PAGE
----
We help young professionals in Georgia file insurance claims after a car accident or other serious injury. If the insurance company refuses to pay, we file a lawsuit and take the insurance company to trial. This guide will explain the basics of car insurance in Georgia. It is divided into nine articles, and the full table of contents is at the bottom of this page.
When Can I Recover Insurance After an Injury?
In simplest terms, for someone to recover money after a car accident, at least one of the following must be true:
- The person or entity responsible has enough assets or cash to pay the damages;
- The person responsible has an active insurance policy to cover the damages; or
- The injured person has an insurance policy that will cover the damages.
An Overview of Insurance Policies
You can purchase insurance for a vehicle, home, business, possession, health, or even a life. At the most basic level, an insurance policy is a contract. In an insurance policy contract, the insured person pays policy premiums to be protected from events or losses related to specific circumstances. The insurance company is required to pay out money to the insured person upon the occurrence of a specified event resulting in financial loss or damage to the insured person. The rights and responsibilities of both the insurance company and the insured person are written out in detail in the insurance policy contract.
State insurance laws control all insurance policies. Each state has minimum requirements for insurance policies. If the policy does not meet these minimums, a court will automatically adjust the policy minimums to meet the state requirements.
First Party Insurance
Insurance contracts can be written as first or third-party policies. In first-party contracts, the insurance company provides monetary coverage if their insured customer suffers a covered loss. For example, Joe has a health insurance policy with Best Insurance. Joe trips and falls in his own home. As a result of his injury, he incurs doctor and hospital bills, and is off work for one year. Best Insurance will pay Joe’s doctor and hospital bills. Joe also has a disability insurance policy through his job with Jupiter Insurance company. Jupiter will pay a portion of Joe’s lost wages while he is on disability leave. Both policies are for first-party coverage because Joe is the insured party who has the insurance contract with each company.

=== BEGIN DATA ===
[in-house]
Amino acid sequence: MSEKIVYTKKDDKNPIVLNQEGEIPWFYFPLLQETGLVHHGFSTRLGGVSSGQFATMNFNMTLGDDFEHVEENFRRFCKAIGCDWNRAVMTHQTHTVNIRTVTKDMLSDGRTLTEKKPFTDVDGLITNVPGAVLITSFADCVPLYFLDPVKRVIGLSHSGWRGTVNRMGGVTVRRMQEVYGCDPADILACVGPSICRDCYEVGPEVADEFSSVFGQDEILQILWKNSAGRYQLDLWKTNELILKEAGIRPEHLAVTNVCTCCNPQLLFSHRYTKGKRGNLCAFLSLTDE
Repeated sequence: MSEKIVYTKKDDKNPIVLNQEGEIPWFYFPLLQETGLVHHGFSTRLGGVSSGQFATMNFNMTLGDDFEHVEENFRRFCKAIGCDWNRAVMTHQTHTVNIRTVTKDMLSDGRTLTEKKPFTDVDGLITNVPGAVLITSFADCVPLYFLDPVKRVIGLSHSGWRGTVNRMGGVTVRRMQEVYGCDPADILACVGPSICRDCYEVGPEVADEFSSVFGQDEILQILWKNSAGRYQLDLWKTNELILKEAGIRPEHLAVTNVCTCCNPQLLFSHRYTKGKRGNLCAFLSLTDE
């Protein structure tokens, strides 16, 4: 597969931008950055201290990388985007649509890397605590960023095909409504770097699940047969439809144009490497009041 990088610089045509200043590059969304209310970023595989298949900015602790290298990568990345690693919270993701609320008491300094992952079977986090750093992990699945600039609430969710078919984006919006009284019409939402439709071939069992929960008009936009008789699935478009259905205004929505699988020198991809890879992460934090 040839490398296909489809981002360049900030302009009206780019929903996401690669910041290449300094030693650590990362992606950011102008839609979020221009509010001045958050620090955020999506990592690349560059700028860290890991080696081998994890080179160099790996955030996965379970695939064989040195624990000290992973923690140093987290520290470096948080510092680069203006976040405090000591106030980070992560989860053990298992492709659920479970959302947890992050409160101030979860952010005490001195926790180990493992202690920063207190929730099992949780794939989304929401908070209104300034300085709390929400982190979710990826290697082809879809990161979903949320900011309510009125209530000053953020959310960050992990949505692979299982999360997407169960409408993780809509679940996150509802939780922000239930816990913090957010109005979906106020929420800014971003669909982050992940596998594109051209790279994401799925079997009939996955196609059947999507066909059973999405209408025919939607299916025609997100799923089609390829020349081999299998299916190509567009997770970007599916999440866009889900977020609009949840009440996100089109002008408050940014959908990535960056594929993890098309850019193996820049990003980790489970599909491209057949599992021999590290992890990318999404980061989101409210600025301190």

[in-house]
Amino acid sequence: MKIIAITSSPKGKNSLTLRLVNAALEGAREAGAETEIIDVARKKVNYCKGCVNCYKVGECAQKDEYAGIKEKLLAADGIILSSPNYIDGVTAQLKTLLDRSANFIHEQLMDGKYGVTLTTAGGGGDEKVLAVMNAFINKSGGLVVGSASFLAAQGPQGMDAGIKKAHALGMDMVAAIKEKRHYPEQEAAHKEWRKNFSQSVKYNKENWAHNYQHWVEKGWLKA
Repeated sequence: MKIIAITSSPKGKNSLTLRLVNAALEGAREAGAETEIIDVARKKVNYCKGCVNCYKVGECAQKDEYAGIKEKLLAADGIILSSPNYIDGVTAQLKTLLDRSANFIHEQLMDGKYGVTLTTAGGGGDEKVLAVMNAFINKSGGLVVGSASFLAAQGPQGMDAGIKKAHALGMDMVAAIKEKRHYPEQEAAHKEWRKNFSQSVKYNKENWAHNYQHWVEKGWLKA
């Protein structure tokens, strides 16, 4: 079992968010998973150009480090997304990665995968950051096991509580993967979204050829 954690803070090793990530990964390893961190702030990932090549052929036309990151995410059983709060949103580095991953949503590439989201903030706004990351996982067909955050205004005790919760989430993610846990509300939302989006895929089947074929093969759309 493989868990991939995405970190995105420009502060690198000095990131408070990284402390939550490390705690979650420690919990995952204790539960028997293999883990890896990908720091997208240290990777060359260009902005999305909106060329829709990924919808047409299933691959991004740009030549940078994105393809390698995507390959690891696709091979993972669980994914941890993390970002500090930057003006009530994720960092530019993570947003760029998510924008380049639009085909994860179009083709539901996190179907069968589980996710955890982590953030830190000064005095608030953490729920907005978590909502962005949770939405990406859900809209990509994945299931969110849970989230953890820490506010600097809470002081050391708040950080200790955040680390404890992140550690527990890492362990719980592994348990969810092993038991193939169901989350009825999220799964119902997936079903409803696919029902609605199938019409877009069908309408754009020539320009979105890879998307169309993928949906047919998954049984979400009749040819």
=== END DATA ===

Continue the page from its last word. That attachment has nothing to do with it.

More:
Third Party Insurance
In a third-party insurance contract, the policy provides compensation for other people who are injured as a result of the actions of the person who purchased the insurance policy. This is called a liability policy. An automobile insurance policy is the best example of this type of coverage. An automobile insurance policy requires the insurance company to pay any damages relating to the policy holder’s ownership, maintenance and use of the automobile covered by the policy.
As an example, let’s say Neal and Cathy are traveling in Neal’s car. Cathy is napping in the passenger seat. Neal falls asleep while driving. The vehicle swerves off the road, through the ditch and hits a tree. Cathy is injured due to the accident. Neal’s policy is a standard automobile insurance policy with a clause protecting himself from personally paying for any damage claims made by third parties that arise due to an automobile accident. In this example, Cathy is a third-party who is injured due to Neal’s negligent operation of the insured vehicle. Cathy files a bodily injury claim as a third party against Neal. His insurance company, Best Insurance, is required to protect Neal from Cathy’s claim for monetary damages. The insurance company will investigate the claim to see if it has merit and make an offer of settlement once they are sure Neal is at fault due to the evidence gathered from the accident, both at the scene and the resulting medical expenses (current and future.)
To determine whether a person is covered under a first or third party insurance policy, we have to review a document called the declarations page. Our next article covers how to read a declarations page. To jump to a different article, here is the full table of contents:
- When Can I Recover from Someone’s Else’s Insurance? (this article)
- The Declarations Page
- Duty to Defend
- Reservation of Rights
- Bad Faith
- Commercial General Liability
- Direct Actions Against Insurance Companies
- Uninsured Motorists
- Underinsured Motorists